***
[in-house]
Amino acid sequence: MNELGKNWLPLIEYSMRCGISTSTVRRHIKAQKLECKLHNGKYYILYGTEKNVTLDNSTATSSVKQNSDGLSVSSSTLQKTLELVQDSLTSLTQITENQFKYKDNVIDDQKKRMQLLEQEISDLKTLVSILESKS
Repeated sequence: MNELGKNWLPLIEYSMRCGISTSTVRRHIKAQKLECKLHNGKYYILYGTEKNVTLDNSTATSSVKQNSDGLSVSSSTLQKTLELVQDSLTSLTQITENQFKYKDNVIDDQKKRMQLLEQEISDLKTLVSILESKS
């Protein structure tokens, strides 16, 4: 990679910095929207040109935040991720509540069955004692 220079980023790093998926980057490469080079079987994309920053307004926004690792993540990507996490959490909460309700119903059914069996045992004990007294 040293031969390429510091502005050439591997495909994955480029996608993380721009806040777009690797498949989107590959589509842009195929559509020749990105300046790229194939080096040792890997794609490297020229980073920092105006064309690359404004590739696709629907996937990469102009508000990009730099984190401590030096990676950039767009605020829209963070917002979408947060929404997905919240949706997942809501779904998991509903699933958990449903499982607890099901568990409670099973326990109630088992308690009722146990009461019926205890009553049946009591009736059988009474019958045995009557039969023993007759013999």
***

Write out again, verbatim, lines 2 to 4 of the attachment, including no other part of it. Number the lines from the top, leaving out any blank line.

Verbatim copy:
Amino acid sequence: MNELGKNWLPLIEYSMRCGISTSTVRRHIKAQKLECKLHNGKYYILYGTEKNVTLDNSTATSSVKQNSDGLSVSSSTLQKTLELVQDSLTSLTQITENQFKYKDNVIDDQKKRMQLLEQEISDLKTLVSILESKS
Repeated sequence: MNELGKNWLPLIEYSMRCGISTSTVRRHIKAQKLECKLHNGKYYILYGTEKNVTLDNSTATSSVKQNSDGLSVSSSTLQKTLELVQDSLTSLTQITENQFKYKDNVIDDQKKRMQLLEQEISDLKTLVSILESKS
């Protein structure tokens, strides 16, 4: 990679910095929207040109935040991720509540069955004692 220079980023790093998926980057490469080079079987994309920053307004926004690792993540990507996490959490909460309700119903059914069996045992004990007294 040293031969390429510091502005050439591997495909994955480029996608993380721009806040777009690797498949989107590959589509842009195929559509020749990105300046790229194939080096040792890997794609490297020229980073920092105006064309690359404004590739696709629907996937990469102009508000990009730099984190401590030096990676950039767009605020829209963070917002979408947060929404997905919240949706997942809501779904998991509903699933958990449903499982607890099901568990409670099973326990109630088992308690009722146990009461019926205890009553049946009591009736059988009474019958045995009557039969023993007759013999």